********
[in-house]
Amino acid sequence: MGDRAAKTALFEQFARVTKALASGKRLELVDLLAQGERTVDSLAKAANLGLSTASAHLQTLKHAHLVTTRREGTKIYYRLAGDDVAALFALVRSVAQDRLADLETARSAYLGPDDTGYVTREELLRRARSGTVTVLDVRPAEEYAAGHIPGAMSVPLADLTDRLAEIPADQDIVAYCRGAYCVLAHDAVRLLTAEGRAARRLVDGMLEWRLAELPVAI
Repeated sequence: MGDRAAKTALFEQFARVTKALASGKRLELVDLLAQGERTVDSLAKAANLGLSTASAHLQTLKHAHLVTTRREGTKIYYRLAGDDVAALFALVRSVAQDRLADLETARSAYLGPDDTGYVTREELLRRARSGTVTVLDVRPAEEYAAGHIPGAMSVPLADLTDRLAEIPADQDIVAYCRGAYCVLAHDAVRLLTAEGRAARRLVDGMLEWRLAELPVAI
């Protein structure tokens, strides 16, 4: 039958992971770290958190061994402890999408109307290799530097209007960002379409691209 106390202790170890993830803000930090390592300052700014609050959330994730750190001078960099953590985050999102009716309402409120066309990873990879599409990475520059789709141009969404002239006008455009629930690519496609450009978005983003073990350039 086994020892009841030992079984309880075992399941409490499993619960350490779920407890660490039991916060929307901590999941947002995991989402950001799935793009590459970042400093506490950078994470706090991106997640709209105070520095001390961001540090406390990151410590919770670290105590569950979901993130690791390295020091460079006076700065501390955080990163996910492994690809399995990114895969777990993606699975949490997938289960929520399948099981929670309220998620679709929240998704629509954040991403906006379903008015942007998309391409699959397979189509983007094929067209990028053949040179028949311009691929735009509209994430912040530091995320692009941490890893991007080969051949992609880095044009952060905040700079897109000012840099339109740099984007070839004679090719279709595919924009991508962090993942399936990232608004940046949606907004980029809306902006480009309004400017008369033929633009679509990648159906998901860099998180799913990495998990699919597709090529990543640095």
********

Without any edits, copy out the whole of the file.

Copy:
[in-house]
Amino acid sequence: MGDRAAKTALFEQFARVTKALASGKRLELVDLLAQGERTVDSLAKAANLGLSTASAHLQTLKHAHLVTTRREGTKIYYRLAGDDVAALFALVRSVAQDRLADLETARSAYLGPDDTGYVTREELLRRARSGTVTVLDVRPAEEYAAGHIPGAMSVPLADLTDRLAEIPADQDIVAYCRGAYCVLAHDAVRLLTAEGRAARRLVDGMLEWRLAELPVAI
Repeated sequence: MGDRAAKTALFEQFARVTKALASGKRLELVDLLAQGERTVDSLAKAANLGLSTASAHLQTLKHAHLVTTRREGTKIYYRLAGDDVAALFALVRSVAQDRLADLETARSAYLGPDDTGYVTREELLRRARSGTVTVLDVRPAEEYAAGHIPGAMSVPLADLTDRLAEIPADQDIVAYCRGAYCVLAHDAVRLLTAEGRAARRLVDGMLEWRLAELPVAI
């Protein structure tokens, strides 16, 4: 039958992971770290958190061994402890999408109307290799530097209007960002379409691209 106390202790170890993830803000930090390592300052700014609050959330994730750190001078960099953590985050999102009716309402409120066309990873990879599409990475520059789709141009969404002239006008455009629930690519496609450009978005983003073990350039 086994020892009841030992079984309880075992399941409490499993619960350490779920407890660490039991916060929307901590999941947002995991989402950001799935793009590459970042400093506490950078994470706090991106997640709209105070520095001390961001540090406390990151410590919770670290105590569950979901993130690791390295020091460079006076700065501390955080990163996910492994690809399995990114895969777990993606699975949490997938289960929520399948099981929670309220998620679709929240998704629509954040991403906006379903008015942007998309391409699959397979189509983007094929067209990028053949040179028949311009691929735009509209994430912040530091995320692009941490890893991007080969051949992609880095044009952060905040700079897109000012840099339109740099984007070839004679090719279709595919924009991508962090993942399936990232608004940046949606907004980029809306902006480009309004400017008369033929633009679509990648159906998901860099998180799913990495998990699919597709090529990543640095």